News Release

Will a Member of Congress Move to Impeach Kavanaugh?

LISA GRAVES, lisa at documentedinvestigations.org, @thelisagraves
Graves just wrote the piece “I Wrote Some of the Stolen Memos That Brett Kavanaugh Lied to the Senate About” for Slate.

She was on the program “Democracy Now!” this morning. She is the former chief counsel for nominations for the ranking member of the Senate Judiciary Committee and was deputy assistant attorney general in the Department of Justice. Graves is the co-founder of Documented, which investigates corporate influence on democracy.

She writes that Kavanaugh should be removed from his current judgeship “because he was repeatedly asked under oath as part of his 2004 and 2006 confirmation hearings for his position on the U.S. Court of Appeals for the D.C. Circuit about whether he had received such information from [GOP Senate aide Manuel] Miranda, and each time he falsely denied it.

“For example, in 2004, Sen. Orrin Hatch asked him directly if he received ‘any documents that appeared to you to have been drafted or prepared by Democratic staff members of the Senate Judiciary Committee.’ Kavanaugh responded, unequivocally, ‘No.’

“In 2006, Sen. Ted Kennedy asked him if he had any regrets about how he treated documents he had received from Miranda that he later learned were stolen. Kavanaugh rejected the premise of the question, restating that he never even saw one of those documents.

“Back then the senators did not have the emails that they have now, showing that Miranda sent Kavanaugh numerous documents containing what was plainly research by Democrats. Some of those emails went so far as to warn Kavanaugh not to distribute the Democratic talking points he was being given. …

Graves writes: “He lied. Under oath. And he did so repeatedly.

“Significantly, he did so even though a few years earlier he had helped spearhead the impeachment of President Bill Clinton for perjury in a private civil case. Back then Kavanaugh took lying under oath so seriously that he was determined to do everything he could to help remove a president from office.

“Now we know that he procured his own confirmation to the federal bench by committing the same offense. And he did so not in a private case but in the midst of public hearings for a position of trust, for a lifetime appointment to the federal judiciary.” See recent New York Times piece “Brett Kavanaugh Urged Graphic Questions in Clinton Inquiry.”

FRANCIS BOYLE, fboyle at illinois.edu
Boyle is professor of international law at the University of Illinois College of Law. He said today: “What’s needed is a brave member of the House to introduce a Bill of Impeachment against Kavanaugh immediately for perjury to force this issue. That’s what we need. Machinations from the Democratic Party leadership are more Kabuki theater.” See recent comments from Boyle on The Real News, in The Guardian and the IPA news release “Kavanaugh and the Federalist Society.”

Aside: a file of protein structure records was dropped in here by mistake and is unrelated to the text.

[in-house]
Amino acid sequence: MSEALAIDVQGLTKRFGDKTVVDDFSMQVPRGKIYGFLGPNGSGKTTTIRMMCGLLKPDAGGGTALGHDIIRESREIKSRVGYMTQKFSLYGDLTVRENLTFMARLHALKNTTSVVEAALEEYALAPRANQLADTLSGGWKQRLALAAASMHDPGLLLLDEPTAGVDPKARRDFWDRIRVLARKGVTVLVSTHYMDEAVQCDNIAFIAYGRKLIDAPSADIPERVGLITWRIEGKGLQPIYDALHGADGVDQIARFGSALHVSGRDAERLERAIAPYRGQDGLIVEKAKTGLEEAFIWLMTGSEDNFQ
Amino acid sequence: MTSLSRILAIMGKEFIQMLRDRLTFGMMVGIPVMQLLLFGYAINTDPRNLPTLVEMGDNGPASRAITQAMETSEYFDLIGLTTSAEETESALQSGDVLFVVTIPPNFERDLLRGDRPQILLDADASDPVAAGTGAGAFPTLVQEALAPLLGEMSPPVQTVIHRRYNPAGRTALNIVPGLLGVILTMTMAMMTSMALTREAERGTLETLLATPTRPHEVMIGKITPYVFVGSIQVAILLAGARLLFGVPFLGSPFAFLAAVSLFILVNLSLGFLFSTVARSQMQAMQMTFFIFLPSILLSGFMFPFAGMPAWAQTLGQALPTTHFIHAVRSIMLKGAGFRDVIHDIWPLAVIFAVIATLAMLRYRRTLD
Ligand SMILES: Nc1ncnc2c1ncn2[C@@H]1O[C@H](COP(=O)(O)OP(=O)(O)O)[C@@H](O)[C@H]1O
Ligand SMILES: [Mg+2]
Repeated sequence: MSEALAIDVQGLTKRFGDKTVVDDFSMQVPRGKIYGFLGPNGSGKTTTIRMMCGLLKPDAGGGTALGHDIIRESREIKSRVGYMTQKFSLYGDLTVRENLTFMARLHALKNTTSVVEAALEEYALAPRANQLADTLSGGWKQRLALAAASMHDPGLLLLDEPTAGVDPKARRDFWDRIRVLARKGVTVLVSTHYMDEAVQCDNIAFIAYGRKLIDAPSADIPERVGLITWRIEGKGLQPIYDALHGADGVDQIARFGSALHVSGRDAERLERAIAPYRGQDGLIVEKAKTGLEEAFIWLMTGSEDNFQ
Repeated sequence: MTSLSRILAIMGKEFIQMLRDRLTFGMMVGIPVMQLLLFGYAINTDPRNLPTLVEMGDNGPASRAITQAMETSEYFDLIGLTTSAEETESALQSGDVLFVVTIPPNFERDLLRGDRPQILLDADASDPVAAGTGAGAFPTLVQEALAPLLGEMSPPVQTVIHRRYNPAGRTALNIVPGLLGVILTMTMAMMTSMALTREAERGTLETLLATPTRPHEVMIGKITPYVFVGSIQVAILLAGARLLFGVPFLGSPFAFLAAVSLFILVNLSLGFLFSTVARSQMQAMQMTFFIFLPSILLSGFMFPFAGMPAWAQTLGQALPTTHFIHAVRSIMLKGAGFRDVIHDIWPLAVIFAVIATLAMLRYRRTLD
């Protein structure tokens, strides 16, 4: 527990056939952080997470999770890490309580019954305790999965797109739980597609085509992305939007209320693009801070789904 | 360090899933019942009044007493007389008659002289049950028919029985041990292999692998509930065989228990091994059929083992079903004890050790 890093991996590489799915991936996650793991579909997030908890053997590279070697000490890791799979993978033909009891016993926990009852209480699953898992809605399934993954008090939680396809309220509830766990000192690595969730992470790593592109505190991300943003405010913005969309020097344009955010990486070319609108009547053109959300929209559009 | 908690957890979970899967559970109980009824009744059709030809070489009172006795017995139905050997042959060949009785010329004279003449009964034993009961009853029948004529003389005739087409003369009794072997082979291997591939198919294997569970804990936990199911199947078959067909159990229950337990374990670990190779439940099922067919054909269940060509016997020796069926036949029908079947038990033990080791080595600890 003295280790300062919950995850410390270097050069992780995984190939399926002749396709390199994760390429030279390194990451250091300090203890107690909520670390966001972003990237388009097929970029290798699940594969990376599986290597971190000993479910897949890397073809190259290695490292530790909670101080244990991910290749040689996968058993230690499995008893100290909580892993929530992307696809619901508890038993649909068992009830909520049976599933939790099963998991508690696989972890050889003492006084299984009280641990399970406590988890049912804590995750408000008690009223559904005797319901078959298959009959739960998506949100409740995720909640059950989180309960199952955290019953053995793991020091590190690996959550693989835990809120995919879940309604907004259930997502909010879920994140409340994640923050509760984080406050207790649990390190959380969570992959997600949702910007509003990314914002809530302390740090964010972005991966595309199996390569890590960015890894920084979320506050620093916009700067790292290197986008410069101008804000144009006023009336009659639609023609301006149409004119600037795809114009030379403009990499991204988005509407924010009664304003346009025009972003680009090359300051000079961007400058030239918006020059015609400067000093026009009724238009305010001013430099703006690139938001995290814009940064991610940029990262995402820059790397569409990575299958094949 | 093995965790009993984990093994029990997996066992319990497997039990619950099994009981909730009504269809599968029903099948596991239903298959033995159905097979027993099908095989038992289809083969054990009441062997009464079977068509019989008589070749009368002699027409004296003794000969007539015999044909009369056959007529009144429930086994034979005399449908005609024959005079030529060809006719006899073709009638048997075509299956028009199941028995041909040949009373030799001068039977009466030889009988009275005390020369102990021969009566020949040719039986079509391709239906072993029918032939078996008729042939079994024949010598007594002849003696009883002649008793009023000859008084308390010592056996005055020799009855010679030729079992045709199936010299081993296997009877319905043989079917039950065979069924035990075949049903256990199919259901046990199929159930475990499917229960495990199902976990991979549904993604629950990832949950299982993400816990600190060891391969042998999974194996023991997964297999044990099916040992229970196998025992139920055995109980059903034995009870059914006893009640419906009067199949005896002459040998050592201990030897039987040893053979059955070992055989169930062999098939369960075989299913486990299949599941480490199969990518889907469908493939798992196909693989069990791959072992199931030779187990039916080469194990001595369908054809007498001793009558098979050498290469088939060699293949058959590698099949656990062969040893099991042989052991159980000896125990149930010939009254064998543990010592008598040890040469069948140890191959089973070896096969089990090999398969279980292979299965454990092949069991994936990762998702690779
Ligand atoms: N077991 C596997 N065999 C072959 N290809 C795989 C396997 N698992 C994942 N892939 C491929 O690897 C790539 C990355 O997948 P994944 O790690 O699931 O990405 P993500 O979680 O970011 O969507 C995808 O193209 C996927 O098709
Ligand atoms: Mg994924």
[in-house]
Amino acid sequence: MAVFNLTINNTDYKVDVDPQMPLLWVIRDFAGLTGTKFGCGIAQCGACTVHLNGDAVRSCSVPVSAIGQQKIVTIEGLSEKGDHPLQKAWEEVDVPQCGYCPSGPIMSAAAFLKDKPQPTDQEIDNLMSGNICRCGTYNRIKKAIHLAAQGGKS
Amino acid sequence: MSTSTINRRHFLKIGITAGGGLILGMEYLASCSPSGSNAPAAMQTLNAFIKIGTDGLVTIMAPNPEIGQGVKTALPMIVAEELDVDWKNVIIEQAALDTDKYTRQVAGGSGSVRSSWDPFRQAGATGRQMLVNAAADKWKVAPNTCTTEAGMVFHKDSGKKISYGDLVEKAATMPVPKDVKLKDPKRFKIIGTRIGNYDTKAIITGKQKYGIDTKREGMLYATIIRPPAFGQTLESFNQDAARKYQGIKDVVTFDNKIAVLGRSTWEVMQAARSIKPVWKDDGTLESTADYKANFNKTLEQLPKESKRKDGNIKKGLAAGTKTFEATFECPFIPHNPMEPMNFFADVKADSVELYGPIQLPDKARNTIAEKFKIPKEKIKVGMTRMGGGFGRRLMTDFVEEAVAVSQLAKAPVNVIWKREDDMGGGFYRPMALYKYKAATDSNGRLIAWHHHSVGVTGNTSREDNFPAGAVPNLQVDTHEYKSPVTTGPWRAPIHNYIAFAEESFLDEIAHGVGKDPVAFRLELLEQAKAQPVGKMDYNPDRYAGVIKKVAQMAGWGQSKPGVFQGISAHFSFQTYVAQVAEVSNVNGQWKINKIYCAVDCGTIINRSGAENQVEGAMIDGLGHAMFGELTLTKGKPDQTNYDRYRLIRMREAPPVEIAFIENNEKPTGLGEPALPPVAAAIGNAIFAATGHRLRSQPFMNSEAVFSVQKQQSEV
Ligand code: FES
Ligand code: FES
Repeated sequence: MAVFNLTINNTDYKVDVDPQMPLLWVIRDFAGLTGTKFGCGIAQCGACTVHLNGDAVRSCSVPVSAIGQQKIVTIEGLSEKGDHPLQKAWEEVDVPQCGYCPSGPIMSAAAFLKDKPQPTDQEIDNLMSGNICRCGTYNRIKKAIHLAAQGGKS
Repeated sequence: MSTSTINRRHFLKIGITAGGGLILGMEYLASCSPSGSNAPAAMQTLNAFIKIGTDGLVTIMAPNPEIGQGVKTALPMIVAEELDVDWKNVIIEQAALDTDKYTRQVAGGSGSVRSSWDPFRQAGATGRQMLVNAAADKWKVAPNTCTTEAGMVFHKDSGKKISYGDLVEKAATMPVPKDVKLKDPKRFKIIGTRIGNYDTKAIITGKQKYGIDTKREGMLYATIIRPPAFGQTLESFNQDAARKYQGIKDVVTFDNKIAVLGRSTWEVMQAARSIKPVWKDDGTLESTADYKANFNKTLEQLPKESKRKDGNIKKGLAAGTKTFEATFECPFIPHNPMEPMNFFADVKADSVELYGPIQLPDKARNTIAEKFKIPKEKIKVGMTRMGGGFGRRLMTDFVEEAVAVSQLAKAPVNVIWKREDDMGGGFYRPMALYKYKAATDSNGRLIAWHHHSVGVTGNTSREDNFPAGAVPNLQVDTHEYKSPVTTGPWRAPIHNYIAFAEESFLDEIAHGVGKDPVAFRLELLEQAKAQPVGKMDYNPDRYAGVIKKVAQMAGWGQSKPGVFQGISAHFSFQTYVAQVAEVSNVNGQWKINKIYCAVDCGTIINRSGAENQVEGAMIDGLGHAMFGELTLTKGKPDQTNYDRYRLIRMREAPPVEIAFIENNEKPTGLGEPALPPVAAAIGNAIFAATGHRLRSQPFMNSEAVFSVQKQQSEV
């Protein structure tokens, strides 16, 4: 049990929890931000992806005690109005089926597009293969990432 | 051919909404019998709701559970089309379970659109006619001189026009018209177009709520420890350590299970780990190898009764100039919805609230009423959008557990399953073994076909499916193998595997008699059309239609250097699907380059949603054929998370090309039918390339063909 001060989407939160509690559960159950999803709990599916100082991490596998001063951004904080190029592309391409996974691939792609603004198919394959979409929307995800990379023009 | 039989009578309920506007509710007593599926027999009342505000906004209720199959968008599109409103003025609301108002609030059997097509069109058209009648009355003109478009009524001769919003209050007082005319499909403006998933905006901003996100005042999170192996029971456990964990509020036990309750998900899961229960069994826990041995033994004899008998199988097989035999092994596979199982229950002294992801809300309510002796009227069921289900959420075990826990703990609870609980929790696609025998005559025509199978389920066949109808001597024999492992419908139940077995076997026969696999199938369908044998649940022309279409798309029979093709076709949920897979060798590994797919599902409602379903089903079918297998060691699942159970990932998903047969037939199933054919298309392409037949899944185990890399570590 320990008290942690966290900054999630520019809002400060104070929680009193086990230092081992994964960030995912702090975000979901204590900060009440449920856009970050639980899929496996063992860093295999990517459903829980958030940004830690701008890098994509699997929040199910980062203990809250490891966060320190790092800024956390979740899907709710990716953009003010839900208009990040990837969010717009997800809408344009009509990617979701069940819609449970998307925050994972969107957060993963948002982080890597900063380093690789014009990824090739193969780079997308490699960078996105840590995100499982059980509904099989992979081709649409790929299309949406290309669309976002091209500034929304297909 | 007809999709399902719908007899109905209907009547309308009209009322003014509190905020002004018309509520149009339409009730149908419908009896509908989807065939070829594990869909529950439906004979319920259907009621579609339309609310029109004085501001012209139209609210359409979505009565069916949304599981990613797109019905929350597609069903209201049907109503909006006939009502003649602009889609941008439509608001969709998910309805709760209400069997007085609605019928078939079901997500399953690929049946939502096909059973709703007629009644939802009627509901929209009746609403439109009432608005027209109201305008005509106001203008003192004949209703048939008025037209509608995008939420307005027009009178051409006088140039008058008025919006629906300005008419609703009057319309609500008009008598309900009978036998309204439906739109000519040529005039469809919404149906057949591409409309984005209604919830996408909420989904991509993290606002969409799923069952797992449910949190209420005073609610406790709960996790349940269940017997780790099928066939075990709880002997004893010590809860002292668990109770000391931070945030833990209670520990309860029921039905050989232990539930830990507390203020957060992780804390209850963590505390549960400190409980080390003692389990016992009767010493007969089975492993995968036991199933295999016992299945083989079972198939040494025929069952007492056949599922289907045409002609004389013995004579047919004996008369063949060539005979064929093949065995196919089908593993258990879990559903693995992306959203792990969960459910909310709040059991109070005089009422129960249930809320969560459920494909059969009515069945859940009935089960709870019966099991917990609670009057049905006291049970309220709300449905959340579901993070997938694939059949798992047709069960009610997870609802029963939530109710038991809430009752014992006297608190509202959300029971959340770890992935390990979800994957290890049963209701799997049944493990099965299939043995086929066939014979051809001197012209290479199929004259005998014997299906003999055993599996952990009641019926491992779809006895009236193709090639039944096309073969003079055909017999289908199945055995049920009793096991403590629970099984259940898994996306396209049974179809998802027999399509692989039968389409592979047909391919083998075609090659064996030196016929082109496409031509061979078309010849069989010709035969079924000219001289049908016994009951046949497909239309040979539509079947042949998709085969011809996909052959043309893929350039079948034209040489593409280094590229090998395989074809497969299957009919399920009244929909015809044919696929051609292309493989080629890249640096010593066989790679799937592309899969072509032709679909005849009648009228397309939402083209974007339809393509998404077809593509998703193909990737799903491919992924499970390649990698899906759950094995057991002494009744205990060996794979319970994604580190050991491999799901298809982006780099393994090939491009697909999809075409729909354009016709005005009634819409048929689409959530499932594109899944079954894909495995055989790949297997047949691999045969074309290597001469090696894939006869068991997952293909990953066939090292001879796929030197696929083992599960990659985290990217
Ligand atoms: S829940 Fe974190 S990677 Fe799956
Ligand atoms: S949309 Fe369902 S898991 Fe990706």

Boyle was was legal adviser to Rep. Henry B. González when he released classified material on the House floor in 1992 in an attempt to impeach George H. W. Bush following the Gulf War. Bush would later write in his memoirs that if the Gulf War “drags out, not only will I take the blame, but I will probably have impeachment proceedings filed against me.”

See recent piece from The Daily Beast: “Newly Released Emails Show Brett Kavanaugh May Have Perjured Himself at Least Four Times,” which notes the documentation of Kavanaugh’s past falsehoods is only due to recently released emails, but that “only 7 percent of Kavanaugh’s White House records have been released to the public. …

“The clearest contradiction between Judge Kavanaugh’s sworn testimony and the formerly confidential email record concerns the nomination of Judge William Pryor, a conservative firebrand. In 2006, Kavanaugh was asked, by the late Sen. Ted Kennedy, whether Pryor’s extreme statements disturbed him. Kavanaugh replied that he was not involved in the selection or vetting of Judge Pryor.”

The Daily Beast notes that last week, Sen. Patrick Leahy entered “a formerly-confidential email into the record that states clearly that Kavanaugh actually did interview Pryor. ‘How did the Pryor interview go?’ he was asked in December, 2002. ‘Call me,’ he replied.”

The just-disclosed emails also show a leading voice defending Kavanaugh knew he was actually involved in the Pryor nomination. Benjamin Wittes, senior fellow at the Brookings Institution and editor-in-chief of Lawfare blog was himself communicating with Kavanaugh about the Pryor nomination at the time, writing to Kavanagh: “I take it back. I will write something about the decision to nominate Pryor promptly. … You should send over any exculpatory information you might have quickly.”

Wittes just responded to this revelation by writing: “I’m off Twitter until further notice.”